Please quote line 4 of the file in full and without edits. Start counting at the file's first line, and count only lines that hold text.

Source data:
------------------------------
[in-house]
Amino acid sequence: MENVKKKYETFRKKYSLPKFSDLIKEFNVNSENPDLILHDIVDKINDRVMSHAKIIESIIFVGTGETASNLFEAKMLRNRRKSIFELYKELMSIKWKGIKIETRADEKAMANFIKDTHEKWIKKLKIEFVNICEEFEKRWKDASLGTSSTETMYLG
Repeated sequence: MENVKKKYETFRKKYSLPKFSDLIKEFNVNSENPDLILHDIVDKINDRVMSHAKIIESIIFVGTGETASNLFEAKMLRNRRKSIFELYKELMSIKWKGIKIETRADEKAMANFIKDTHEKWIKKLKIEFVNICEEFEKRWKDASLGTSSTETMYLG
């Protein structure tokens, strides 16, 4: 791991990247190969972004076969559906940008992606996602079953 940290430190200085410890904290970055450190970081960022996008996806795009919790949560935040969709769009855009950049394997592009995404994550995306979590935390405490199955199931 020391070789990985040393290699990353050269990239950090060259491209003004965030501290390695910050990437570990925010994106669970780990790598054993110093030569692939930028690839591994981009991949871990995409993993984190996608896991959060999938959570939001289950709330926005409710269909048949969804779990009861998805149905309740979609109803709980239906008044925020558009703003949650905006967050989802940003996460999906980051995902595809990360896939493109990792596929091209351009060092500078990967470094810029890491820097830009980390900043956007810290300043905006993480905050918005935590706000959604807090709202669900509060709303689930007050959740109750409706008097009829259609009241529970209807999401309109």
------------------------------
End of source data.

């Protein structure tokens, strides 16, 4: 791991990247190969972004076969559906940008992606996602079953 940290430190200085410890904290970055450190970081960022996008996806795009919790949560935040969709769009855009950049394997592009995404994550995306979590935390405490199955199931 020391070789990985040393290699990353050269990239950090060259491209003004965030501290390695910050990437570990925010994106669970780990790598054993110093030569692939930028690839591994981009991949871990995409993993984190996608896991959060999938959570939001289950709330926005409710269909048949969804779990009861998805149905309740979609109803709980239906008044925020558009703003949650905006967050989802940003996460999906980051995902595809990360896939493109990792596929091209351009060092500078990967470094810029890491820097830009980390900043956007810290300043905006993480905050918005935590706000959604807090709202669900509060709303689930007050959740109750409706008097009829259609009241529970209807999401309109």